Thirdly. All this overdriven, hormonized, puss-filled, sterilized overload of milk is way down on nutrition. Cow can be made

The lack of free-range feeding means that cow milk lost much of the Omega-3 fatty acids that origionally made milk a superfood. Now the fats are just collecting and carrying that toxic sickening mess they are filling these cattle with, because fats, animal fats, plant fats, dairy fats, collect toxins.

I would like a dairy industry that does not ruin the little guy at tax-payer expence

I would like a dairy industry that does damage our health at tax-payer expence

I would like a dairy industry that is a bit more humane.

11:52PM PDT on Apr 4, 2012

Here's a redux of the 2 I thought answered the question about why go for lower production;

There are three good reasons

First of all it is expensively wasteful to feed house and milk these industrial milch cows. Subsidies have allowed that cost to be buried, but the cost of transporting all that feed multiplies several times by the distance and the additives to help cows survive the filth. Not to mention the high-rise gizmos they are now using to stack the cows in multiple levels over the milking assembly.

Secondly, those food supplements to put the cattle on Overdrive milk production like rBGH makes cows and humans sick. "Monsanto has been forced to admit to about 20 toxic effects, including mastitis, on its Posilac label.

*rBGH milk is contaminated by pus, due to the mastitis commonly induced by rBGH, and antibiotics used to treat the mastitis. *rBGH milk is chemically, and nutritionally different than natural milk. *Milk from cows injected with rBGH is contaminated with the hormone, traces of which are absorbed through the gut into the blood. *rBGH milk is supercharged with high levels of a natural growth factor (IGF-1), which is readily absorbed through the gut. *Excess levels of IGF-1 have been incriminated as a cause of breast, colon, and prostate cancers. IGF-1 blocks natural defense mechanisms against early submicroscopic cancers.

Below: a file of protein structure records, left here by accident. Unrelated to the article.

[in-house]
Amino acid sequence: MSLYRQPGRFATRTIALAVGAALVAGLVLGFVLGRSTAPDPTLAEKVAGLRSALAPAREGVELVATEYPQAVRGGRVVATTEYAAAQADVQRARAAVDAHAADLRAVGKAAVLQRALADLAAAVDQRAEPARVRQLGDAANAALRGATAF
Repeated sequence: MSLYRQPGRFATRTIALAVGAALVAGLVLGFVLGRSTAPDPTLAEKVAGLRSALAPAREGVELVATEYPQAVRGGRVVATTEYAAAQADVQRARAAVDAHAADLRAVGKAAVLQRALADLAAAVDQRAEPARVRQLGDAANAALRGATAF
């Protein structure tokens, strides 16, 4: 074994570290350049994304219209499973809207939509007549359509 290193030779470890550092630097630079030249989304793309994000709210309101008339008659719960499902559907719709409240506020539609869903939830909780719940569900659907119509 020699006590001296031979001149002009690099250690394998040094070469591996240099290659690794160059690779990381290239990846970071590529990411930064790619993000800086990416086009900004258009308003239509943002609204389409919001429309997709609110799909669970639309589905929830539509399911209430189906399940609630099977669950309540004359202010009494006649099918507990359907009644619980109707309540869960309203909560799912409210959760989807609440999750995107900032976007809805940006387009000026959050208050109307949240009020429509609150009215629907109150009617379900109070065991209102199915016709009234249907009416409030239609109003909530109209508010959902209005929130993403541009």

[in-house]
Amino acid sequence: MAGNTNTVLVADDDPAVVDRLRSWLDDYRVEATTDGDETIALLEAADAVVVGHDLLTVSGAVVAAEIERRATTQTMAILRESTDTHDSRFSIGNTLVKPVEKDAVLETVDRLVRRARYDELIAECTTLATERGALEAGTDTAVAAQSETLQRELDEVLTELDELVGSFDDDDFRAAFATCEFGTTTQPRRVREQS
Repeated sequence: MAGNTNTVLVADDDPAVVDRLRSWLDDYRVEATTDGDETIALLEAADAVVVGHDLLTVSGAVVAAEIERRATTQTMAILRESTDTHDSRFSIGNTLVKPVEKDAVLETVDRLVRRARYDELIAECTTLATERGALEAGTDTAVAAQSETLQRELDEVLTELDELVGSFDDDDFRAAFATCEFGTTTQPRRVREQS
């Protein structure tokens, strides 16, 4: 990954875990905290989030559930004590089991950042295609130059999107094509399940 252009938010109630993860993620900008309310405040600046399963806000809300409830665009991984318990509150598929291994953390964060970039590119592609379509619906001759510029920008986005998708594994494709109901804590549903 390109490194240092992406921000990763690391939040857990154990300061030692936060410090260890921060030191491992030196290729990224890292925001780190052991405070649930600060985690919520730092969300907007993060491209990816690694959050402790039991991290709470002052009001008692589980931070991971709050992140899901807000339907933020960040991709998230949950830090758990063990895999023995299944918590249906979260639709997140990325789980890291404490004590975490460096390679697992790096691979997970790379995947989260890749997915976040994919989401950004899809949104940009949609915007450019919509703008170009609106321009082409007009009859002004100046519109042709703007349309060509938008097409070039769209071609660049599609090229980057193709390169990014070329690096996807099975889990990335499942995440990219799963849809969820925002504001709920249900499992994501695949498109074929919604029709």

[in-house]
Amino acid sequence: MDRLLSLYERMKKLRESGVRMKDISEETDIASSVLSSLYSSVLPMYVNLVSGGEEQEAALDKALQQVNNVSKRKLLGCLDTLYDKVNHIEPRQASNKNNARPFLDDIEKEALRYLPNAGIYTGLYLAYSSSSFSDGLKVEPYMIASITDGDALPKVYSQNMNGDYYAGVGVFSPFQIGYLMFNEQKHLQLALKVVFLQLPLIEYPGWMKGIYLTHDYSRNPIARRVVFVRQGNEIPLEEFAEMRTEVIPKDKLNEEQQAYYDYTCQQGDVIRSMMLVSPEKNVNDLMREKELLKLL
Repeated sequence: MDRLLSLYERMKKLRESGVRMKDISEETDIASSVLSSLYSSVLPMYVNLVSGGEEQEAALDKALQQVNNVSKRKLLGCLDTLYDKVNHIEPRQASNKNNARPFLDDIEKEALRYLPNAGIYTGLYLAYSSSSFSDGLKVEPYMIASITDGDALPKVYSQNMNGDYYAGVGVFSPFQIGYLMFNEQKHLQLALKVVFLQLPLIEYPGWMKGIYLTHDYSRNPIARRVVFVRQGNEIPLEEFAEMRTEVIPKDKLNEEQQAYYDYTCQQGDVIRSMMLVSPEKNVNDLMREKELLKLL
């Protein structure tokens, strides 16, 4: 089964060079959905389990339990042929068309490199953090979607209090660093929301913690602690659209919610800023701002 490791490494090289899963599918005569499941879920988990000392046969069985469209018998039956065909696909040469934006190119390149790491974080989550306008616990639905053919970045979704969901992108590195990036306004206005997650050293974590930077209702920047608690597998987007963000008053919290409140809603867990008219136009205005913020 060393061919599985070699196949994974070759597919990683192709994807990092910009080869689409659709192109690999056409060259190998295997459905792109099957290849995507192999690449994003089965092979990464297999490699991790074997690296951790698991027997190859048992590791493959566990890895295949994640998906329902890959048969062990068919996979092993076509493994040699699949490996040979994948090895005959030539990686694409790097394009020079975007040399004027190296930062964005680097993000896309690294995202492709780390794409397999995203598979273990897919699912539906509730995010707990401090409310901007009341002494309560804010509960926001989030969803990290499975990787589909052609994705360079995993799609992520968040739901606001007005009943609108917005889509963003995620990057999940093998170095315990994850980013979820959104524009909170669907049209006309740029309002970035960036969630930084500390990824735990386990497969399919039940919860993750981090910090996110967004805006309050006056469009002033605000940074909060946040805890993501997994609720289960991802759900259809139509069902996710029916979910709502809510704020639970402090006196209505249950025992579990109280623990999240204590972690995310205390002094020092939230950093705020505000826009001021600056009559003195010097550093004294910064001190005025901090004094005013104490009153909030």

11:51PM PDT on Apr 4, 2012

I at the time found, and still find, nothing of an objectionable nature with respect to forum conduct.

If you wish, Pego, I can forward copies of them to you for your re-posting.

11:47PM PDT on Apr 4, 2012

Hi Diane. It may not have been blatant (in my now lost posts) but I did admit that the feild was an uneven one. Some places are better than others. The reduction in lifespan for the milchers vary accordingly, however there is an overall loss of productive years.

11:43PM PDT on Apr 4, 2012

Thank you for that observation, LDB,

While you may not have been totally pleased with my commentary I do not think I be-fowled your name in any way or had even been particularly rude or off topic. I suspect that a mod hit a "delete last 20" on me that may have been an accident.

11:42PM PDT on Apr 4, 2012

Absolutely certain.

4 posts, all quite civil, made between 00:02 and 00:53 EDT (21:02 to 21:53 PDT) on 02 APR, posts that both of us responded to, are present in my e-mail client.

That's why the now sequential series of posts of mine appear to be lacking for full context.

9:05PM PDT on Apr 4, 2012

Hmmm, usually, comments come into my Care.2's IN BOX within minutes of having been posted, so it's an easy "check" to see if any get deleted, but the only one I see from Pego is still here and it's the one I responded to. LD B, are you sure they were Pego's or someone else's? Yes, it would be a bit disturbing to think that Pego's were deleted if they were merely posting opinions on the topic, and she usually is pretty civil and polite, so I'm puzzled as well.